How to tell if your kid might need glasses, according to an optometrist.

Thanks to our brand partner, Specsavers

Greeshma Patel was seven years old when she began wearing glasses. 

"I was in denial about needing them," the qualified optometrist tells Mamamia. "So I'd lie during my eye tests and try to memorise the letters because back then, the letters in the test were all the same. I thought my optometrist was a magician because he just always knew I wasn't telling the truth."

The experience is what sparked her interest in optometry, and she has been in the field for over 20 years as a qualified optometrist in the heart of Sydney at Specsavers.

One of the most rewarding aspects of her job, she says, is the opportunity to help parents determine if their children need glasses. 

"It really is so important, especially from a young age, because your children tend not to know what they should and shouldn't be seeing," Patel tells Mamamia.

"Poor vision may impact learning, depth perception, hand-eye coordination, and in the long term, if an eye doesn't develop good vision, it may hold you back from certain occupations so it is very important to determine if what you are seeing is normal, and to optimise what you can see. We do so much with our eyes from driving to playing sports, and if you know your eyes are performing at their best, you've often got the advantage." 

There's no hard and fast rule to recognise if your child needs glasses, so a yearly check-up is your safest bet to ensure they have optimal eyesight.

"It's super difficult," she says. "Because children can't really articulate well, so before starting preschool or kindergarten, it's a good time to make sure your child's vision is okay."

However, Patel advises parents to watch out for common behaviours, or complaints from their child, including: 

  • Complaining of itchy eyes.
  • Mentioning their eyes feel gritty or like they are burning after a long day.
  • Trouble with concentration. 
  • Being unable to articulate words whilst reading. 
  • Sitting too close to the TV. 
  • Getting too close to a book while reading.

Children could need glasses for all sorts of reasons. They could suffer from long-sightedness, short-sightedness, astigmatism, or amblyopia.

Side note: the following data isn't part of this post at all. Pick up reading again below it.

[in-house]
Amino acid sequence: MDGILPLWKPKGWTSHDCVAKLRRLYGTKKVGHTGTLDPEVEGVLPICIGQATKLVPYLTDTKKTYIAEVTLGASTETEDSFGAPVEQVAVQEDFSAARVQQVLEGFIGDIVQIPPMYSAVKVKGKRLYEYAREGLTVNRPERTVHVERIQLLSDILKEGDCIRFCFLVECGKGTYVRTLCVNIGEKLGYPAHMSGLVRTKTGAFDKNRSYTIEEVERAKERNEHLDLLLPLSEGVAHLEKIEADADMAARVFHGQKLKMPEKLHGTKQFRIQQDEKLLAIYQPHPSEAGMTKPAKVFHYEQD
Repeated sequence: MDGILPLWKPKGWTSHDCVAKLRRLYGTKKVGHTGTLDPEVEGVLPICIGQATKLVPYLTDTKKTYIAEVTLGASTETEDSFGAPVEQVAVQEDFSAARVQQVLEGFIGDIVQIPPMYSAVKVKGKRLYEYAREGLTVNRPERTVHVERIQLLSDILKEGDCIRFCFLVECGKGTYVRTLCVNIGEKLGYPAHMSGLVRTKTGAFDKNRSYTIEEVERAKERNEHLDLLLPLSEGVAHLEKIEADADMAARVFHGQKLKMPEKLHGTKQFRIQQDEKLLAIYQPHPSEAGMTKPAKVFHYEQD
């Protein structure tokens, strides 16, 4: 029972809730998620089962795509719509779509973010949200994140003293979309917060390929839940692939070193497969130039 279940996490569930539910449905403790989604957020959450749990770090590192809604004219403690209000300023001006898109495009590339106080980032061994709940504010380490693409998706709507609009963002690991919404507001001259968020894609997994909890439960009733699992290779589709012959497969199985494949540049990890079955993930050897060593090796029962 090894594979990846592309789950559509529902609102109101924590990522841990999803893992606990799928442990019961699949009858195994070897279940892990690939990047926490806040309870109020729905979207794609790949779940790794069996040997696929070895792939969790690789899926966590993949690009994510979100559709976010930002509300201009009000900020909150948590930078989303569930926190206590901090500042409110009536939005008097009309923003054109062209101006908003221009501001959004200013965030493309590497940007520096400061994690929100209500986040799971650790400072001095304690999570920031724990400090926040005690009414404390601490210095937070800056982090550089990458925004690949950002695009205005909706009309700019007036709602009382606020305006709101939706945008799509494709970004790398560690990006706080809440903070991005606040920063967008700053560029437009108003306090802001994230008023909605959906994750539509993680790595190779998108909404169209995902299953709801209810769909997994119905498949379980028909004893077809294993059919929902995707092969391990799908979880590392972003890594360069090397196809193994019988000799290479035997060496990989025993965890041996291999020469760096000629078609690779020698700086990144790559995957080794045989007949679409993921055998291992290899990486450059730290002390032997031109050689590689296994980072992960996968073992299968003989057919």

And Patel says that parents should follow the general rule of "the younger, the better" when it comes to bringing their children in to get their eyes checked. 

"It's really useful to start children coming in for eye test appointments at an early age so they get familiar with the process and instil healthy habits," she explains. "The optometrists will give them some practical tips and advice on how to look after their eyes while using screens. Essentially, they'll get good advice from their optometrist about what's working for their eyes and what is not, which will help form healthy vision habits."

She suggests that they should also have their eyes checked at least every two years. However, if you notice your child outgrowing their glasses quickly, an optometrist might recommend more frequent check-ups, either every year or every six months.

Patel explains that eye tests are more interactive than they ever have been for kids.

"An eye test is about 20 minutes or so," she says. "And the earlier you get your child in for the first time, the easier it will be for them to think of this as a necessary, enjoyable experience."

While old eye tests used to depend on reliability of a child's response to indicate their needs, Patel mentions that technology has advanced to the point where it's no longer a daunting experience for them.

The options are also limitless for children who get to choose glasses that represent who they are – but that's not the only perk.

"Specsavers is accessible for everyone, we include a digital retinal photo and 3D OCT scan at no extra charge which is important because that is hospital-grade technology that is available to everyone," she says. "That's useful because it can pick up on eye diseases and track them over time."


"We also have glasses that suit every budget and we have a really cool kids range," she continues. "So no one needs to be that kid that doesn't feel good in their glasses. We've got glow-in-the-dark frames, character frames, and designer frames. They're ALL affordable, another option to think about is contact lenses."

Overall, Patel acknowledges that it can be intimidating for a child to undergo their first eye check-up, but it's crucial to remember that children's eyes are sensitive and require proper care. Currently, the statistics show nearly 30 per cent of children have never had an eye test.

The health professional tells Mamamia that myopia (also known as short-sightedness) is a major concern in children which often develops from sitting too close to the TV, books, or iPads, especially with Aussie kids currently spending 2.5 times the recommended amount of time on screens, according to Specsavers research. 

"In Australia and New Zealand, we're seeing almost 30 per cent of kids are diagnosed with it every year," she says. "But it's not just a national concern, it's a global concern and it is really worrying because the implications on eye health are quite high."

"This is why people should get their eyes checked," she says. "Especially children."

The more kids see, the more they learn. To book your child's eye test, visit your local Specsavers store or book online. 

This information is general in nature and does not replace tailored advice for your child from a healthcare professional. As with any medical condition, always seek health advice from a qualified healthcare professional.

Feature Image: Getty. 

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